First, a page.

The cold north wind brings with it chaos and harsh reality when decisions are made by Nezette, who leads members of the Sovereign to rid the west of the intruding Zhaagnaash people by putting flame to oil. Nezette must confront her worst enemy: the temptation of Windigo in herself.
Irishinaabe graphic novel
Class discussion yesterday was excellent--great insights and building off Pinney's and Dippie's ideas and connecting them to the weird narrative flourishes in The Indian Picture Opera. The idea that film disciplines the subject, captures them, and normalizes them on a grid of socially constructed "Indianness" (or indigenousness) that has little or nothing to do with how the subjects understand their own Indianness is an idea we want to keep exploring.
I just came across this graphic novel, a steampunk Anishinaabe (or Ojibwe) story, by the writer Beth A. Dillon (who is, like myself, of Irish and Anishinaabe heritage, and so I learned in her author bio that we may be called Irishinaabe). You can read it online and it's a smart, brief piece of work called The West was Lost. It is set in the era of the Curtis photographs and offers a completely different take on Indians than Curtis's, but do the images escape the disciplining lens we've been discussing? Click and comment if you have any thoughts...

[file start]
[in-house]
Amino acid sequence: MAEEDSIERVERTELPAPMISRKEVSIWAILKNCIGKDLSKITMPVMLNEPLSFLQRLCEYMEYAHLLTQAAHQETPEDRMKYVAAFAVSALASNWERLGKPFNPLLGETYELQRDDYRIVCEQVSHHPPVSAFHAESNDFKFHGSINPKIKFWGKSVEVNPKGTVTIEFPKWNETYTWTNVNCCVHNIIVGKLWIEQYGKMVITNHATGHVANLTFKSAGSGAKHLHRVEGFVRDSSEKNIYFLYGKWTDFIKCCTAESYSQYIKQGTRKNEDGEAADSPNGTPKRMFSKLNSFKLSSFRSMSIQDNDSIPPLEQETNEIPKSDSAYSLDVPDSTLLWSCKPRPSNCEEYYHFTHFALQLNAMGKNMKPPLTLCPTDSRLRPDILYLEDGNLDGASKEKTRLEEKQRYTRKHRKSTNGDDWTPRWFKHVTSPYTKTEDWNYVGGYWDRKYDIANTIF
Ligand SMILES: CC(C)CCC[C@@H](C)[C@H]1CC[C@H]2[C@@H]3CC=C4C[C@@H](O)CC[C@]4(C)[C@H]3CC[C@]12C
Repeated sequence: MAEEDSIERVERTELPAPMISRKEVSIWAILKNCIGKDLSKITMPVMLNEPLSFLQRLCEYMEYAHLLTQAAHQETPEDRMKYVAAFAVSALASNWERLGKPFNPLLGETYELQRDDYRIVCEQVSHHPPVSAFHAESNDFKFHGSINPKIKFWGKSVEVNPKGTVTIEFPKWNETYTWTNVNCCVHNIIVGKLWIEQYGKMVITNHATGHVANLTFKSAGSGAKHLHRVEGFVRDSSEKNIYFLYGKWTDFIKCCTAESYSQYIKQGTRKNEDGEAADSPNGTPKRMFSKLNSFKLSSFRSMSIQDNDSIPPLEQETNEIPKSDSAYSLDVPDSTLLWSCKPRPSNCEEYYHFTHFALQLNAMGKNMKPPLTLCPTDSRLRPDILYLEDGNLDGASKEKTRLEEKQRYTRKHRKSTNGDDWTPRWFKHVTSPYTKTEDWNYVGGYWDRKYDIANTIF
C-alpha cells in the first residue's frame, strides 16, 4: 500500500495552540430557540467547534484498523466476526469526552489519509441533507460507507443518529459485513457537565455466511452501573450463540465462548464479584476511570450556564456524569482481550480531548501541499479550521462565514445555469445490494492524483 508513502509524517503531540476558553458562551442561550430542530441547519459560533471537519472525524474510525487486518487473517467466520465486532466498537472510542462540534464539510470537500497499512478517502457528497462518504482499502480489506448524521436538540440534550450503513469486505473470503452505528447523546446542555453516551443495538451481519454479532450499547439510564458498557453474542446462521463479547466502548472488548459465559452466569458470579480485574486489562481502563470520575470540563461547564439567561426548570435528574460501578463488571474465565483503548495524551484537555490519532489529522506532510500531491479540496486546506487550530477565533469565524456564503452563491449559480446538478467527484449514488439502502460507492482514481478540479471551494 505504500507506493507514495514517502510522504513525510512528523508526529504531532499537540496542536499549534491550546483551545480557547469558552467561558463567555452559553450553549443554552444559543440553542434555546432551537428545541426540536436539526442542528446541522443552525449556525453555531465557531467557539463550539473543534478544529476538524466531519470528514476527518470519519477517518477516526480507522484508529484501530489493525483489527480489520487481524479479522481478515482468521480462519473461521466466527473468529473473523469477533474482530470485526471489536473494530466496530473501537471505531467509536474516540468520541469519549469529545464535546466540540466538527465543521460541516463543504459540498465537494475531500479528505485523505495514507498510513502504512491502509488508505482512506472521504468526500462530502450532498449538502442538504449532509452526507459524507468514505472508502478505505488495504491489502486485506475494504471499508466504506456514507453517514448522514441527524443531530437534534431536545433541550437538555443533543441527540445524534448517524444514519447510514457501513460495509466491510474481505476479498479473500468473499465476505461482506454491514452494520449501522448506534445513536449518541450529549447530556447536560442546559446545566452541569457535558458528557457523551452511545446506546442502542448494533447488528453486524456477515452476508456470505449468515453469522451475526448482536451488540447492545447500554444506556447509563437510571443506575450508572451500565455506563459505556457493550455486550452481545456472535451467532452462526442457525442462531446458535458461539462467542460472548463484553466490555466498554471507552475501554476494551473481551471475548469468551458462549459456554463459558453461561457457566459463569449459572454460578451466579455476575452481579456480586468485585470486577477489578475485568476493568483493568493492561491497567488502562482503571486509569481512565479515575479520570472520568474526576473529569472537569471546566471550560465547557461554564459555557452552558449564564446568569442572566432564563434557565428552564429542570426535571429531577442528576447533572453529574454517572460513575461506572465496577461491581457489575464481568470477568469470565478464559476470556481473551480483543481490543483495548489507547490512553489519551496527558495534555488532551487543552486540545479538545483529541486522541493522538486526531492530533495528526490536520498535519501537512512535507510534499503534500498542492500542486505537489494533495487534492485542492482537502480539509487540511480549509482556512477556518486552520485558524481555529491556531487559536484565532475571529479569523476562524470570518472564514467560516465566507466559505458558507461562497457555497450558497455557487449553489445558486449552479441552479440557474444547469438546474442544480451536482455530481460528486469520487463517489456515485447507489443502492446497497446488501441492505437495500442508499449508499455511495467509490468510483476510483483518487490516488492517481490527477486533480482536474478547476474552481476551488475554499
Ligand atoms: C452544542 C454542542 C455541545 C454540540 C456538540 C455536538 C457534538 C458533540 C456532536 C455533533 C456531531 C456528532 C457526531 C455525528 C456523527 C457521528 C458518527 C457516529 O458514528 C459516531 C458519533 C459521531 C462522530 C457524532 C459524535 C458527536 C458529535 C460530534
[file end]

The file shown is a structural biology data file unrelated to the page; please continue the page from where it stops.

Here's the synopsis of the story on the website:
And here's the link to the story: http://www.zeros2heroes.com/property/the-west-was-lost